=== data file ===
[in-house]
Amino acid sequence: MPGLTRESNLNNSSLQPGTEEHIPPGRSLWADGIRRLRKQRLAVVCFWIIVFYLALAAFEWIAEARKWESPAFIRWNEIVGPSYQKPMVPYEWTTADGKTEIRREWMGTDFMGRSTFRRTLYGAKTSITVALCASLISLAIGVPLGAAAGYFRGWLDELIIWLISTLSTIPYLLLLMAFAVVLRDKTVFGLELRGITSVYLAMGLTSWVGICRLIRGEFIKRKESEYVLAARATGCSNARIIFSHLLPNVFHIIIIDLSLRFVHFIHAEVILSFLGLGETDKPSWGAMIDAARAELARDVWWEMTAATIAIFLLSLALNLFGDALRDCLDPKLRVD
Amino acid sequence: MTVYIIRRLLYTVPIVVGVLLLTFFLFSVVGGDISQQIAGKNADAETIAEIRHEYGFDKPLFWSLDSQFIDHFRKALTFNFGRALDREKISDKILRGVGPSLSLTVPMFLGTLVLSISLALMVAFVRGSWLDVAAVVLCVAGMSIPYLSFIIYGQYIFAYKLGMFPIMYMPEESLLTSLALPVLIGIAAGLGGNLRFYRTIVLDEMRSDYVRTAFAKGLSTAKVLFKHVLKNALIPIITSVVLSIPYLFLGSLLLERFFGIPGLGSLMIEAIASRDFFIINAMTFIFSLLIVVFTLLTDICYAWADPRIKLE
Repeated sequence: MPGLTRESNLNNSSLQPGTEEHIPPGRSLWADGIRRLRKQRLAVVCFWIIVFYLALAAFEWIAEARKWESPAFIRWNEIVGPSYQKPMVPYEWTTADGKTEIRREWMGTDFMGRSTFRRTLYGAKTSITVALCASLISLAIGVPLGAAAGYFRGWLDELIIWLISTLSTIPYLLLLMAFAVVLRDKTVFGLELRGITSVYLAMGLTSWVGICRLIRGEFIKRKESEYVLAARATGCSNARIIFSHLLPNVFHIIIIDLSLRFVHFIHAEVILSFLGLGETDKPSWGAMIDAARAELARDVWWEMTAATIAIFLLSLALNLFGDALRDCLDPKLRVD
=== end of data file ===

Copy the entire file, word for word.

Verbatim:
[in-house]
Amino acid sequence: MPGLTRESNLNNSSLQPGTEEHIPPGRSLWADGIRRLRKQRLAVVCFWIIVFYLALAAFEWIAEARKWESPAFIRWNEIVGPSYQKPMVPYEWTTADGKTEIRREWMGTDFMGRSTFRRTLYGAKTSITVALCASLISLAIGVPLGAAAGYFRGWLDELIIWLISTLSTIPYLLLLMAFAVVLRDKTVFGLELRGITSVYLAMGLTSWVGICRLIRGEFIKRKESEYVLAARATGCSNARIIFSHLLPNVFHIIIIDLSLRFVHFIHAEVILSFLGLGETDKPSWGAMIDAARAELARDVWWEMTAATIAIFLLSLALNLFGDALRDCLDPKLRVD
Amino acid sequence: MTVYIIRRLLYTVPIVVGVLLLTFFLFSVVGGDISQQIAGKNADAETIAEIRHEYGFDKPLFWSLDSQFIDHFRKALTFNFGRALDREKISDKILRGVGPSLSLTVPMFLGTLVLSISLALMVAFVRGSWLDVAAVVLCVAGMSIPYLSFIIYGQYIFAYKLGMFPIMYMPEESLLTSLALPVLIGIAAGLGGNLRFYRTIVLDEMRSDYVRTAFAKGLSTAKVLFKHVLKNALIPIITSVVLSIPYLFLGSLLLERFFGIPGLGSLMIEAIASRDFFIINAMTFIFSLLIVVFTLLTDICYAWADPRIKLE
Repeated sequence: MPGLTRESNLNNSSLQPGTEEHIPPGRSLWADGIRRLRKQRLAVVCFWIIVFYLALAAFEWIAEARKWESPAFIRWNEIVGPSYQKPMVPYEWTTADGKTEIRREWMGTDFMGRSTFRRTLYGAKTSITVALCASLISLAIGVPLGAAAGYFRGWLDELIIWLISTLSTIPYLLLLMAFAVVLRDKTVFGLELRGITSVYLAMGLTSWVGICRLIRGEFIKRKESEYVLAARATGCSNARIIFSHLLPNVFHIIIIDLSLRFVHFIHAEVILSFLGLGETDKPSWGAMIDAARAELARDVWWEMTAATIAIFLLSLALNLFGDALRDCLDPKLRVD